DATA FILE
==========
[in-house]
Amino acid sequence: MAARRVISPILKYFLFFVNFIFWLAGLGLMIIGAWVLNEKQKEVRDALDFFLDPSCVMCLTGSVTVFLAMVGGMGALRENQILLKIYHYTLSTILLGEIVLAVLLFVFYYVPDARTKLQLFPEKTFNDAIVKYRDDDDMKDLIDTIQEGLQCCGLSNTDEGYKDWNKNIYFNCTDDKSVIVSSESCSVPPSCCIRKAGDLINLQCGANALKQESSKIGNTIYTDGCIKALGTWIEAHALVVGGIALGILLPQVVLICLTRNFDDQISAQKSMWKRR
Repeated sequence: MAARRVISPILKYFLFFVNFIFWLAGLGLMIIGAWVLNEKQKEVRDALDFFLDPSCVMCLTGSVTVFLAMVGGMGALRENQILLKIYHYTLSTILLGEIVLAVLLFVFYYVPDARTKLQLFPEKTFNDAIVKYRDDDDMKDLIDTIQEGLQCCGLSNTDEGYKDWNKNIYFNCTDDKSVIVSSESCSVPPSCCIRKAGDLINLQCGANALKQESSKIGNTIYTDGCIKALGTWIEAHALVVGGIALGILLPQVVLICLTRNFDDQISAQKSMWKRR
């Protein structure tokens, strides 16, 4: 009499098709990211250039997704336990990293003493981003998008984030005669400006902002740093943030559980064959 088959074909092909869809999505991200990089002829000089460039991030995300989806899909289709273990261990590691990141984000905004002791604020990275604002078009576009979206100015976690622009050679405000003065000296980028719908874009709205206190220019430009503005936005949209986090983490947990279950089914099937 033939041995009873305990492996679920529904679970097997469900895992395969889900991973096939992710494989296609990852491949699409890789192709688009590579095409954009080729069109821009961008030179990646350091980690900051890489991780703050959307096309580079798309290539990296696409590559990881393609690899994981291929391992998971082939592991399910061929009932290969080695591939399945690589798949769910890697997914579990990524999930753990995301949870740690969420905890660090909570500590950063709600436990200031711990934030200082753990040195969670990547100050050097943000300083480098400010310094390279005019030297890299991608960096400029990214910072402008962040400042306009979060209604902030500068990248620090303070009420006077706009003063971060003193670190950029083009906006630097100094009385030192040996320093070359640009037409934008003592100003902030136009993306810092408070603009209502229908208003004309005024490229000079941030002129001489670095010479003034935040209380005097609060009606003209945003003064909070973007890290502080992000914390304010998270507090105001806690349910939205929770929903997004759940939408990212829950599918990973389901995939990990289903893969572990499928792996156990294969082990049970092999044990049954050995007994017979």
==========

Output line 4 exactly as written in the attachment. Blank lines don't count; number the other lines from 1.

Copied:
């Protein structure tokens, strides 16, 4: 009499098709990211250039997704336990990293003493981003998008984030005669400006902002740093943030559980064959 088959074909092909869809999505991200990089002829000089460039991030995300989806899909289709273990261990590691990141984000905004002791604020990275604002078009576009979206100015976690622009050679405000003065000296980028719908874009709205206190220019430009503005936005949209986090983490947990279950089914099937 033939041995009873305990492996679920529904679970097997469900895992395969889900991973096939992710494989296609990852491949699409890789192709688009590579095409954009080729069109821009961008030179990646350091980690900051890489991780703050959307096309580079798309290539990296696409590559990881393609690899994981291929391992998971082939592991399910061929009932290969080695591939399945690589798949769910890697997914579990990524999930753990995301949870740690969420905890660090909570500590950063709600436990200031711990934030200082753990040195969670990547100050050097943000300083480098400010310094390279005019030297890299991608960096400029990214910072402008962040400042306009979060209604902030500068990248620090303070009420006077706009003063971060003193670190950029083009906006630097100094009385030192040996320093070359640009037409934008003592100003902030136009993306810092408070603009209502229908208003004309005024490229000079941030002129001489670095010479003034935040209380005097609060009606003209945003003064909070973007890290502080992000914390304010998270507090105001806690349910939205929770929903997004759940939408990212829950599918990973389901995939990990289903893969572990499928792996156990294969082990049970092999044990049954050995007994017979």